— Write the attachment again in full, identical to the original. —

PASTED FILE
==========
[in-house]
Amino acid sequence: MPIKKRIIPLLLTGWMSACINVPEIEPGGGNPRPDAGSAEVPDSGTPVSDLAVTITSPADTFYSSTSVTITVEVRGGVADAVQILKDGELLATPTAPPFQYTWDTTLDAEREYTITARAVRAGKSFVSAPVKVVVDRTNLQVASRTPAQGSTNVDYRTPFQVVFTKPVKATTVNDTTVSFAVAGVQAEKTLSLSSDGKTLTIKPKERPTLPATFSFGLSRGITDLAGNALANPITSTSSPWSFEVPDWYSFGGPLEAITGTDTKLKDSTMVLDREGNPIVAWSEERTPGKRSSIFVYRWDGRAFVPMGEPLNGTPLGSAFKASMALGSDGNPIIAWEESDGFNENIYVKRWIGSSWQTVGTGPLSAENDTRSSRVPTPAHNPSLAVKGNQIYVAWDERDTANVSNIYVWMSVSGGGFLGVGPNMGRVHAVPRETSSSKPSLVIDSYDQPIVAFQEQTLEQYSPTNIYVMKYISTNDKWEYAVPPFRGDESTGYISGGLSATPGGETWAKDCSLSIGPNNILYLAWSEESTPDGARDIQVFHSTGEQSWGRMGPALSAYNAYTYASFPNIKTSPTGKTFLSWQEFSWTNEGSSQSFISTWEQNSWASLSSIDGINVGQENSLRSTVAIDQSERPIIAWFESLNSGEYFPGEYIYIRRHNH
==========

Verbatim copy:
[in-house]
Amino acid sequence: MPIKKRIIPLLLTGWMSACINVPEIEPGGGNPRPDAGSAEVPDSGTPVSDLAVTITSPADTFYSSTSVTITVEVRGGVADAVQILKDGELLATPTAPPFQYTWDTTLDAEREYTITARAVRAGKSFVSAPVKVVVDRTNLQVASRTPAQGSTNVDYRTPFQVVFTKPVKATTVNDTTVSFAVAGVQAEKTLSLSSDGKTLTIKPKERPTLPATFSFGLSRGITDLAGNALANPITSTSSPWSFEVPDWYSFGGPLEAITGTDTKLKDSTMVLDREGNPIVAWSEERTPGKRSSIFVYRWDGRAFVPMGEPLNGTPLGSAFKASMALGSDGNPIIAWEESDGFNENIYVKRWIGSSWQTVGTGPLSAENDTRSSRVPTPAHNPSLAVKGNQIYVAWDERDTANVSNIYVWMSVSGGGFLGVGPNMGRVHAVPRETSSSKPSLVIDSYDQPIVAFQEQTLEQYSPTNIYVMKYISTNDKWEYAVPPFRGDESTGYISGGLSATPGGETWAKDCSLSIGPNNILYLAWSEESTPDGARDIQVFHSTGEQSWGRMGPALSAYNAYTYASFPNIKTSPTGKTFLSWQEFSWTNEGSSQSFISTWEQNSWASLSSIDGINVGQENSLRSTVAIDQSERPIIAWFESLNSGEYFPGEYIYIRRHNH